The Food Almanac: Wednesday, November 27, 2013
Annals Of Relief
CARE (which stands for Cooperative for American Relief Everywhere) was founded today in 1945. It was an emergency effort to help desperate people in the ruins of Europe after World War II, shipping in food and medical supplies. It worked so well that the effort continues to this day. "CARE Package" has come to mean much more than life-saving supplies. One now hears packages of distinctive food items from home called by that name. A classic New Orleans CARE package (not from the CARE organization, of course) would include Union coffee with chicory, a jar of Zatarain's Creole mustard, a canister of Tony Chachere's seasoning, a bottle of gumbo file, a bottle of Crystal hot sauce, a pound of Camellia red beans, and other comestibles not easily found outside of South Louisiana.
Today is Balsamic Vinegar Day. A specialty of the region around Modena in Italy, balsamic vinegar is aged in wood barrels. . . but there's a bit more to it than that. The vinegar is made directly from grape juice, not stopping at the wine stage. It's then aged long enough to take on a dark brown color. In its best forms, the vinegar stays in the barrels for decades. Century-old balsamic vinegar is not unheard of. It's intensely flavored and it's very expensive.
Why would anyone hold onto vinegar for a hundred years? The clue is in the word "balsamic," a reference to medicinal qualities which, it was once believed, the stuff possessed. (Although it's said that the first balsamic vinegar was made by mistake, when a barrel of grape juice was forgotten for decades in a cave.) Balsamic vinegar first became popular in New Orleans in the early 1980s, when the first wave of innovative chefs swept through our town opening restaurants.
Most balsamic vinegar is not aged very long, and sometimes gets its color from additives. Even these are better than the cheap vinegars that used to dominate the scene even in the great places. You can spot the really good stuff because it's as thick as syrup, is not especially acidic, and adds flavor with only a few drops. It's a delicious, mouth-watering elixir. Here's a website with an interesting history of balsamic vinegar.
Vinegar Bend, Alabama is in the panhandle, forty-nine miles north of Mobile. It's a small unincorporated community named for a bend in the Mobile and Ohio Railroad (now a part of the Illinois Central). The town was a stop on the railroad in the old days. Wilmer Mizell, a major league baseball player and later a Congressman, was born nearby and took "Vinegar Bend" as his nickname. Not many restaurants in this part of the state; the nearest is The White Oak in Leakesville, eighteen miles away. Deft Dining Rule #892: If you're offered a balsamic vinaigrette in a restaurant, ask which balsamic vinegar they use. If you don't get an answer, they didn't really make it themselves.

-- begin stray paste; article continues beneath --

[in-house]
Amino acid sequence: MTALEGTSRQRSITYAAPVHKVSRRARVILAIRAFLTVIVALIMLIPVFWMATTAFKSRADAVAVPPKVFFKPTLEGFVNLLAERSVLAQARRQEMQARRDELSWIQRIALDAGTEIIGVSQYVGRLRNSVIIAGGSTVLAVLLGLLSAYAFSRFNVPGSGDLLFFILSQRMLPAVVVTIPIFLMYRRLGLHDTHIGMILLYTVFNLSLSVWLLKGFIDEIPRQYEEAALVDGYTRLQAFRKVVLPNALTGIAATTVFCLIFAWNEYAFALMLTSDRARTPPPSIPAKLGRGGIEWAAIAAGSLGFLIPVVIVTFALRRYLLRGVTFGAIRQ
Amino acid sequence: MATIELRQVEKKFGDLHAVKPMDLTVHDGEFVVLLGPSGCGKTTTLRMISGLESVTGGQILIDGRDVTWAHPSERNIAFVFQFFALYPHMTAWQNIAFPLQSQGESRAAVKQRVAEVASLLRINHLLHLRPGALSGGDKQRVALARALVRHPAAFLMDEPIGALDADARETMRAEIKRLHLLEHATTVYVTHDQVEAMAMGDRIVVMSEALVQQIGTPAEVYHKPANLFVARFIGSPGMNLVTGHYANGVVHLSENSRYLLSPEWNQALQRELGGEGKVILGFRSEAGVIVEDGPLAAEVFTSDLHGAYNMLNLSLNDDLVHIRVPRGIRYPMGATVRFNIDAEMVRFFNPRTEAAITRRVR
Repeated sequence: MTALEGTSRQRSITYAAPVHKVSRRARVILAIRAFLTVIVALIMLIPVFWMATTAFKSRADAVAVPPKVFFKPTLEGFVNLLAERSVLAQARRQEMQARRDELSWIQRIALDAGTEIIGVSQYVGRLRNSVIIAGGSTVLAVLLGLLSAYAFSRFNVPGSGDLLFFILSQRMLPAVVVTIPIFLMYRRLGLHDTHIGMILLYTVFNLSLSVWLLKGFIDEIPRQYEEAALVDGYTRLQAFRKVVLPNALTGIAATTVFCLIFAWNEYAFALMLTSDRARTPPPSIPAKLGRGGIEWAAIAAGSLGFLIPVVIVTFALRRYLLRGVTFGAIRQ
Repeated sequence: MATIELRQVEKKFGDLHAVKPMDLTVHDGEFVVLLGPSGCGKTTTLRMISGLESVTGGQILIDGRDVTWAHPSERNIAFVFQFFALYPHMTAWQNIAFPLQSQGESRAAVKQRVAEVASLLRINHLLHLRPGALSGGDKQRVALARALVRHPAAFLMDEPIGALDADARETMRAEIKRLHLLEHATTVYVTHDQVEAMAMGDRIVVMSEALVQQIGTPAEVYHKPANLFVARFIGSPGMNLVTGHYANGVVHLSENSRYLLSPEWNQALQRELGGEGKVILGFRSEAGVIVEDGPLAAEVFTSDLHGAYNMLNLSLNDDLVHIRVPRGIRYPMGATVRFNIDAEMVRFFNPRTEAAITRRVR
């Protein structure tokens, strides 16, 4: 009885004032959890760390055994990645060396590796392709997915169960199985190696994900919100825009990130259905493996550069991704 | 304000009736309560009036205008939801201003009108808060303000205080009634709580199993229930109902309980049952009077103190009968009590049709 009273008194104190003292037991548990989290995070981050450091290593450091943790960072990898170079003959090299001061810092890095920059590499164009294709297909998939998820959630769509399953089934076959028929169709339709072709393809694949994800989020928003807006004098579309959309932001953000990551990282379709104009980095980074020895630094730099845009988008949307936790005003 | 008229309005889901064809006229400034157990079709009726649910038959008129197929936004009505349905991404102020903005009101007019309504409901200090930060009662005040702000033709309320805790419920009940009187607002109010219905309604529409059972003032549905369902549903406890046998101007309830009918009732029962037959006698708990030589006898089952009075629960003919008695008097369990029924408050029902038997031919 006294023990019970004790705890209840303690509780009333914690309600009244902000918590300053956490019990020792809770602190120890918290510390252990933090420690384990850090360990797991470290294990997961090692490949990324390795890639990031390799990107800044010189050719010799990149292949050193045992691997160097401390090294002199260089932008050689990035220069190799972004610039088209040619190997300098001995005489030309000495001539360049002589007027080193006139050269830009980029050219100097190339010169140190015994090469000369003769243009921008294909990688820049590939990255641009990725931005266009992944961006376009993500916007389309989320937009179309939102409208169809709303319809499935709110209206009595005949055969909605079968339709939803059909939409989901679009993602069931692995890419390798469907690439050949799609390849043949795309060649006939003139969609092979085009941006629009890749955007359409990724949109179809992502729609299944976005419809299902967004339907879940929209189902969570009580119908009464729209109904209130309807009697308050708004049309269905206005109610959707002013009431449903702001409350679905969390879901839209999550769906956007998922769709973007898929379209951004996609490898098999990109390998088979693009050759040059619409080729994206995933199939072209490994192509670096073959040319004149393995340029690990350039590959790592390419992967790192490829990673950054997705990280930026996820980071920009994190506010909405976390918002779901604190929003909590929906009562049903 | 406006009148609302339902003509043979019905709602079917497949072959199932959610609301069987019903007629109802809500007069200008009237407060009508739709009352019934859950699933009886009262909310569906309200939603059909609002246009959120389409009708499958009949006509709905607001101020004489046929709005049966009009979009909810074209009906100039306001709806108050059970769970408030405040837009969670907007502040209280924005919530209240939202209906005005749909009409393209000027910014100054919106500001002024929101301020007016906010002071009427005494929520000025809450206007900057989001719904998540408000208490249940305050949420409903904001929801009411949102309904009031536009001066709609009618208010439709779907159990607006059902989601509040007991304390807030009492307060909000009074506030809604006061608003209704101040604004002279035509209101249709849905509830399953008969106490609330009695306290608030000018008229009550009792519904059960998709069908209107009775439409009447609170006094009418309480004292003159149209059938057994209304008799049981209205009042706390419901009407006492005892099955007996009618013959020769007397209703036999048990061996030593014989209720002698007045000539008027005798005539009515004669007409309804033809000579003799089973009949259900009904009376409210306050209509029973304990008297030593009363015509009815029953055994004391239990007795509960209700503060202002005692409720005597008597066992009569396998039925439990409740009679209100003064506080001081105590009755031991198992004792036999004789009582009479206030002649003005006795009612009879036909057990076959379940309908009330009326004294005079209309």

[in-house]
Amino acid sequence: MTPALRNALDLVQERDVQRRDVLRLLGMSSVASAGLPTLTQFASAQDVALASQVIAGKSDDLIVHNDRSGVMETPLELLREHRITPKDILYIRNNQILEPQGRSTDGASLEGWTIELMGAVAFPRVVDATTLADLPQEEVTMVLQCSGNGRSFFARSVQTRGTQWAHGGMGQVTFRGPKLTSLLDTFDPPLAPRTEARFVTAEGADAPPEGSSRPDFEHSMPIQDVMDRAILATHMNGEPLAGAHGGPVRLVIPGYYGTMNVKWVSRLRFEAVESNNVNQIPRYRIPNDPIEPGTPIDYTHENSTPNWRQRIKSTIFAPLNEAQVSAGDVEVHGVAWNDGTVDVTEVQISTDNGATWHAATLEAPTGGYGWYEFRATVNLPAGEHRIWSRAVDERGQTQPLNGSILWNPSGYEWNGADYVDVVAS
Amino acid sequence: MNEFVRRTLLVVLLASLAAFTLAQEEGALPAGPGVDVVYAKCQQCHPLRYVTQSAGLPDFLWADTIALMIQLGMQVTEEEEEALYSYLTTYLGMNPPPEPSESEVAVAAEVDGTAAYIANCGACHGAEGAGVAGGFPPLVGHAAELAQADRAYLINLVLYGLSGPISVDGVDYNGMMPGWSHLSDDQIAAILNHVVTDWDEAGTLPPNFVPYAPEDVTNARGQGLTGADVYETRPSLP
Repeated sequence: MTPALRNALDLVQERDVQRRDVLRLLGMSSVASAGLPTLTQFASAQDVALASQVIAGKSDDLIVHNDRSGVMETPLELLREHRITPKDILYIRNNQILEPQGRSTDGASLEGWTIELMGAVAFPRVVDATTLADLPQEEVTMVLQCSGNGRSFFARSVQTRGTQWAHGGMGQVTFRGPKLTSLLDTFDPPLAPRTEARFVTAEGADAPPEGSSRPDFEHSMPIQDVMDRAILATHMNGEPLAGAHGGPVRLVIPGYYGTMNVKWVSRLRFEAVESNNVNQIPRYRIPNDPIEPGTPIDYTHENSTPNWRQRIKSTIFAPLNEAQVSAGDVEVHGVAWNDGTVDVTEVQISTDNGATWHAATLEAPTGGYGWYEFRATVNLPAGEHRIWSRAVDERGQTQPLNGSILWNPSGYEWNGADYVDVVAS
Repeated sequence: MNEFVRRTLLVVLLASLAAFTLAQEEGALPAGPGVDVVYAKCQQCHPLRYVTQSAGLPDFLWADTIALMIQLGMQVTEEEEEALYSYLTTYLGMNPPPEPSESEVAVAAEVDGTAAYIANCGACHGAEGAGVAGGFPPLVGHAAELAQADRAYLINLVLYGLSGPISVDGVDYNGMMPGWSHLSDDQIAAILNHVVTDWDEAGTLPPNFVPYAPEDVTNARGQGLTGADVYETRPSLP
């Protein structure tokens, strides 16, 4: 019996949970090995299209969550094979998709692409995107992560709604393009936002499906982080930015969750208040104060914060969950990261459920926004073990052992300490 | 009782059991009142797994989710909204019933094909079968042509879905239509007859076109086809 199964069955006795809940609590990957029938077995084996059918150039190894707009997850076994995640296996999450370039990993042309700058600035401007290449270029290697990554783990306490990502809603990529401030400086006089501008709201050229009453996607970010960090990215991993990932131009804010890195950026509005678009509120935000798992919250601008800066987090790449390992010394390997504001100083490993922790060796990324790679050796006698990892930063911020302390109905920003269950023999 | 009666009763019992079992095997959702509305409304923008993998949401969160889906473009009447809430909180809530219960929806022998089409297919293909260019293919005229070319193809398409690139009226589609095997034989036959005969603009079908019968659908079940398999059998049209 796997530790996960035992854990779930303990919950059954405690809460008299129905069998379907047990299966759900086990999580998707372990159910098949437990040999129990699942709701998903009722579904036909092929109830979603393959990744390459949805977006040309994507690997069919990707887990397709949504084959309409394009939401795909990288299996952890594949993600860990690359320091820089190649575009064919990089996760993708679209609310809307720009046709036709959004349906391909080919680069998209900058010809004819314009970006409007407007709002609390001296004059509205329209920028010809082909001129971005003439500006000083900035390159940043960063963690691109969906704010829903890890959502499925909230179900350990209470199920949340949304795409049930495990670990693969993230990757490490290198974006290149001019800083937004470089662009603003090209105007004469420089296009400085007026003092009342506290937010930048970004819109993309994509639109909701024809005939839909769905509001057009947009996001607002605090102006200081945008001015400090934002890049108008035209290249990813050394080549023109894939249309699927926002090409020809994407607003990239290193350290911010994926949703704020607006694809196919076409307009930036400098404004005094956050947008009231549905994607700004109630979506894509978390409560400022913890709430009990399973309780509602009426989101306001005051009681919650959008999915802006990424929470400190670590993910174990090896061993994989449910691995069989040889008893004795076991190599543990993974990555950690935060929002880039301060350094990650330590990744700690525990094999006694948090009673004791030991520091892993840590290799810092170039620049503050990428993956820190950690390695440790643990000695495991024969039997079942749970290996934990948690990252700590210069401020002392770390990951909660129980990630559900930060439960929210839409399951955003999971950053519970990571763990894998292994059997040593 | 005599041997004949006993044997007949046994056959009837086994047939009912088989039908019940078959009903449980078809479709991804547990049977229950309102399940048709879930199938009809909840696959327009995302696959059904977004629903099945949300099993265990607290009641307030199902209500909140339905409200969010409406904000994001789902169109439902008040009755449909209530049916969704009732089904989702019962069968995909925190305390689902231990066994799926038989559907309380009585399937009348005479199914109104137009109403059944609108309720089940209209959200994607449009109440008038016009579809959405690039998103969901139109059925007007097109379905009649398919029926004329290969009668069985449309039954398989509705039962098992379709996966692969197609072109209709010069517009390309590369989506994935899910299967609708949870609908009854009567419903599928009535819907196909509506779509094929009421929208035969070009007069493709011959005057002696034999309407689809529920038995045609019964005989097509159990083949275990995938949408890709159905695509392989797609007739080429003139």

cider vinegar, n.--A light brown vinegar made from juice squeezed from apples. A bacteria converts sugars or alcohol into acetic acid, the essential element of vinegar. Cider vinegar is popular because it has a mellow flavor, although it's an aftertaste behind the acidity. In some cider vinegars, this can be quite strong, more so than white or wine vinegars. That's an advantage in certain uses, notably cole slaw.
Today in 2007, truffle hunter Cristiano Savini was scouting about in the woods neat Palaia (twenty-five miles from Pisa) when his dog Rocco suddenly became very excited. With good reason. When Cristiano dug up the spot where the dog began the excavation, he found a white truffle weighing 3.3 pounds--a world's record, topping a 2.86-pound Croatian truffle found in 1999. The truffle was auctioned for $330,000 for charity. The buyer was Stanley Ho, a casino owner in Macau.
Eddie Rabbitt, pop-country singer, was born today in 1941. . . Sir Charles Lamb was born today in 1849. He was a mathematician who was heavily involved in physics theory, particularly as it involved waves. From that his work instructed us on tides and earthquake propagation.
Words To Run A Restaurant By
"I love to change the carpets in my restaurants. It means that a lot of customers have worn the old ones out."--Ella Brennan.
Words To Eat Chocolate By
"The most expensive bottle of wine is way out of most people's reach; the most expensive bottle of balsamic vinegar costs more than a thousand dollars. But the most expensive chocolate bar costs only nine dollars."--Clay Gordon, publisher of Chocophile.com.